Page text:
The relationship between that bloody historical tale and Allen’s more low-rent 20th century one is never entirely clear, though the former might foreshadow in some symbolic way the bloodshed that follows. Yet in spite of the violent denouement, there is romance along the way.

Allen is a magnificent, poetic lyricist, and wraps his unreconstructed Texan drawl around songs full of detail and wordplay.

But he has many skills. And as the long accompanying essay by Brendan Greaves reveals, the starting point for this project was a set of drawings Allen produced in the 1960s when he was fresh out of art college. Some of these are reproduced here, along with Greaves’ essay, and they are beautiful and surreal. Allen would travel with the visual works, and sometimes perform the songs in the galleries where they were exhibited.

Eventually he made the recordings contained in this album. They are plain: mostly just Allen at his piano, which he plays in a thumping honky-tonk style, joined occasionally by one or other guitarist.

Terry Allen has made a lot of records since Juarez, some more musically sophisticated. ‘Cantina Carlotta’, first heard as part of Juarez, reappeared in the 80s on the record Bloodlines, where Allen was accompanied by the Panhandle Mystery Band, led by the great Lloyd Maines (father of the Dixie Chicks’ Natalie Maines.) On another disc he was joined by Indian musicians, especially appropriate for his song ‘New Delhi Freight Train’, a surreal tale of Jesse James on the run that I first heard covered by Little Feat. He has also continued to work as a visual artist, and his works are held in many museum collections.

But Juarez remains the piece he keeps circling back to, as though haunted by it. The story, he says in the liner notes, didn’t present itself all at once but grew as the piece grew. He’s not even sure where it came from. ‘The characters’ he says, ‘came out of the drawings and the songs, but really just came out of nowhere.’ And listening to this, I’m thinking that might be where the best stuff comes from.

Songs featured: The Juarez Device, Cortez Sail, Honeymoon In Cortez, Border Palace, Cantina Carlotta, La Despedida.

Juarez has been reissued on Paradise Of Bachelors.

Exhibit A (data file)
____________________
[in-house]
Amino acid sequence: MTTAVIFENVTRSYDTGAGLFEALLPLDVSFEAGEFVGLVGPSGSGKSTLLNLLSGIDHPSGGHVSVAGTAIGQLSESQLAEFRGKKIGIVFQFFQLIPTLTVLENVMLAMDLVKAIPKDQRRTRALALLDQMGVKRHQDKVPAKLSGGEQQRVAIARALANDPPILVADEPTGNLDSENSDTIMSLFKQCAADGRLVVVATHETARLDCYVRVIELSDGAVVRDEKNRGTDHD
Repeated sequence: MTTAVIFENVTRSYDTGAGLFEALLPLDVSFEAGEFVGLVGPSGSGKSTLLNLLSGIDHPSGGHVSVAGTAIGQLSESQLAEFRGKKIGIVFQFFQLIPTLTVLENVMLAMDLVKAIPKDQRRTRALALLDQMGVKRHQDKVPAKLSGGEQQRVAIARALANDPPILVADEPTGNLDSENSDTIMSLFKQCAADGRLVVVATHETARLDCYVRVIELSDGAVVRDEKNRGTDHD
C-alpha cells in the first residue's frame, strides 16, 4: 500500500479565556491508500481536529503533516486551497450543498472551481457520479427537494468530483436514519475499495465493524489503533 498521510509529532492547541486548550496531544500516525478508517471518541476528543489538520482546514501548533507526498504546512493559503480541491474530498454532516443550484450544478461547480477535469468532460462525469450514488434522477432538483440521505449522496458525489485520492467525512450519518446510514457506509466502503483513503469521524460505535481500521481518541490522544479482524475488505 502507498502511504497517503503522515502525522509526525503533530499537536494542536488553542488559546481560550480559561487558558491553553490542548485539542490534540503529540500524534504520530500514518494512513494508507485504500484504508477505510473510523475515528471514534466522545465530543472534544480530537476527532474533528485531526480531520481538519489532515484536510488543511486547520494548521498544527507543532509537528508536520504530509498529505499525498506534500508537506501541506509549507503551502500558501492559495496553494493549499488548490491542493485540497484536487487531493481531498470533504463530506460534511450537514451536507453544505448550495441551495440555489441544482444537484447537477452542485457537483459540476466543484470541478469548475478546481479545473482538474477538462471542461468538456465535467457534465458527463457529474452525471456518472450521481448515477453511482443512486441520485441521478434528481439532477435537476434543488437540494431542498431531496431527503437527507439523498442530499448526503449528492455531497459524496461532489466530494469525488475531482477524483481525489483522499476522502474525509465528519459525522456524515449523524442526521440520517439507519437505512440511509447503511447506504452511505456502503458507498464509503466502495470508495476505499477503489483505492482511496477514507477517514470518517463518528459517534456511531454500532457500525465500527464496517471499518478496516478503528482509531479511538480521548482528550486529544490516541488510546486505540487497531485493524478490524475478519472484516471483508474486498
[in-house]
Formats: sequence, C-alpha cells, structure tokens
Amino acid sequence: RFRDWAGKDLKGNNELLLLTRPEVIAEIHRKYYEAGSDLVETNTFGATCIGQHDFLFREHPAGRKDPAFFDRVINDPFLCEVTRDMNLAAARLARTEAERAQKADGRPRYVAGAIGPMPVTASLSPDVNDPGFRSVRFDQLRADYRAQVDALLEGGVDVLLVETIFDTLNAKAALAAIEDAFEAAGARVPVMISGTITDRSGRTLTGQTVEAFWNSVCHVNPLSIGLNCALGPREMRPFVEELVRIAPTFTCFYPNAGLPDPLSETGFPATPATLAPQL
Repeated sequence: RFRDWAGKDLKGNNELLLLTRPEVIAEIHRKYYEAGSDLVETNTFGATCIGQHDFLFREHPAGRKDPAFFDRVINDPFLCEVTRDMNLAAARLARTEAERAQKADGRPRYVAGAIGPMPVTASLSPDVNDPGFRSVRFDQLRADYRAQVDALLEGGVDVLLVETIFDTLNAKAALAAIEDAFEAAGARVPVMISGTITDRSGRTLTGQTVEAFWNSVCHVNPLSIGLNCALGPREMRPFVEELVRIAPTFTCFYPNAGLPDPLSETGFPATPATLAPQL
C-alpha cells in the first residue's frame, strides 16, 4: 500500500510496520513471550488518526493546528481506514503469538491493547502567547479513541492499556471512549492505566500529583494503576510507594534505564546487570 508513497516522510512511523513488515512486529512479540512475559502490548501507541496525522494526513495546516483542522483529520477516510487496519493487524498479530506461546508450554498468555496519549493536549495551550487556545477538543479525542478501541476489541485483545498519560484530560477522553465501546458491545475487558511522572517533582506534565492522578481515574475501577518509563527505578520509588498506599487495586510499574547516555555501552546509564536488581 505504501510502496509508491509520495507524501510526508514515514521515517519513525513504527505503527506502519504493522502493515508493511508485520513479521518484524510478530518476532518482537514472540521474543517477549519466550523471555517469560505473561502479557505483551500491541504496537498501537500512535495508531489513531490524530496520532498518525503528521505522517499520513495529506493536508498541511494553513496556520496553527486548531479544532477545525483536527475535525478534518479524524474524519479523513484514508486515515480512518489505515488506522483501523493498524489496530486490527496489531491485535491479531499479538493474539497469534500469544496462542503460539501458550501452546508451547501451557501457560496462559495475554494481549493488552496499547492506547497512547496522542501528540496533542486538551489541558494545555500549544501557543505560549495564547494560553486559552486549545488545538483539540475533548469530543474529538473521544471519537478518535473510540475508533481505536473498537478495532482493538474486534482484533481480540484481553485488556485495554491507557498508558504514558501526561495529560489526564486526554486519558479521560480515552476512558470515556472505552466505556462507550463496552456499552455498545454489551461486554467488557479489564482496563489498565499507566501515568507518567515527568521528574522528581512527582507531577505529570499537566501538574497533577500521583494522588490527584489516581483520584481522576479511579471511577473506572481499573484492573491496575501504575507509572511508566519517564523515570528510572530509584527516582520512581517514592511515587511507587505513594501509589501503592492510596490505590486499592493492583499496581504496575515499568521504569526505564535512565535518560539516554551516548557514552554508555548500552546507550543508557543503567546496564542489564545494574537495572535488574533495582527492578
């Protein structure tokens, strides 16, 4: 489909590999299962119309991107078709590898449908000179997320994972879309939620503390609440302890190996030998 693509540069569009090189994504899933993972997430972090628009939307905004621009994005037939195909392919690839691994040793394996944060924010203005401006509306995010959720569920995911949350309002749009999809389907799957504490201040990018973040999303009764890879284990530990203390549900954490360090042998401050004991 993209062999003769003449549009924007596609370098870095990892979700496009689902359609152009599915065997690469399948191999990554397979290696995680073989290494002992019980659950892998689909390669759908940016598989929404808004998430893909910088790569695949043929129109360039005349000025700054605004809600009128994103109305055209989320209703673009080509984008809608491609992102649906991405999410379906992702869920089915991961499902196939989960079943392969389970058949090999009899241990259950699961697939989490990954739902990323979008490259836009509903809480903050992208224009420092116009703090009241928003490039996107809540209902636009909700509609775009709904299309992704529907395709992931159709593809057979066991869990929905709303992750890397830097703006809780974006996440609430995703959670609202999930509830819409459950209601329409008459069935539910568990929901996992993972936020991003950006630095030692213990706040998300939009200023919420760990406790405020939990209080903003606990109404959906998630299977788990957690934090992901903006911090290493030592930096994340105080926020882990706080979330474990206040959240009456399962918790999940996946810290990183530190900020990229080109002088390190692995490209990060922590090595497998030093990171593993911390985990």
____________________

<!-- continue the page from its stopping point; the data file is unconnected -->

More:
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American Tunes by Allen Toussaint

Allen Toussaint

Allen Toussaint Photo: Michael Wilson

An American journey comes to an end with the final album from Allen Toussaint.

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One great American journey came to an end last year with the death of Allen Toussaint, the great New Orleans musician, composer and producer. This month saw the release of his final recordings, and they are a reminder of what we’ve lost and what he’s left behind.

No one played New Orleans blues with more dignity and formality than Toussaint. Listening to the opening track – an original he calls ‘Delores’ Boyfriend’ I can see him in his suit and tie, his eternally elegant self. But there’s also a touch of his gentle humour; those teasing pauses at the start, where you know what he’s going to play next but he makes you wait for it; that uplifting key change; and his acknowledgement of the greats who went before him, especially Professor Longhair, who created many of the signature New Orleans licks and who Toussaint himself dubbed ‘the Bach of rock.’

Though Toussaint surely didn’t know this would be his last album, he was clearly in a reflective, almost career-summing mode. And one purpose of the record seems to be to pay respects to his mentors. If Toussaint’s approach to Professor Longhair’s barrelhouse compositions was to formalise them, turn them into almost-classical pieces, the other New Orleans hero he pays homage to here was a classical composer: Louis Moreau Gottschalk. Active in the mid-19th century, Gottschalk had studied music in Paris, but his compositions were inspired not only by the Chopin he heard in Europe but by the drums of Congo Square and folk melodies of the Caribbean. And Toussaint’s approach to Gottschalk’s ‘Danza’ is to give it just a bit less of the Paris salon and a touch more of the New Orleans barrelhouse.

Though Toussaint was a lovely understated vocalist, and of course wrote many lyrical songs, this last album is largely instrumental, and looks beyond the New Orleans he grew up in to jazz heroes like Duke Ellington and Billy Strayhorn.

He also revisits one of his own better-known tunes, ‘Southern Nights’, in a gentle instrumental arrangement. But he saves his voice for the album’s title track, ‘American Tune’. a Paul Simon song, of course, and the lyric seems particularly poignant as Toussaint sings it, as if in conversation with himself, answering his own phrases with thoughtful little runs on the piano. Of course there is an irony here, in that Simon’s so-titled ‘American Tune’ isn’t so American; it has its origins in a chorale from Bach’s St Matthew’s Passion. Yet that’s clearly the kind of synthesis Toussaint appreciated. The meeting of musics - and making it funky - was what he was all about. And this album is ultimately a memorial to that.

Songs featured: Delores’ Boyfriend, Southern Nights, Hey Little Girl, Danza op. 33, American Tune.

American Tunes is available on Nonesuch Records.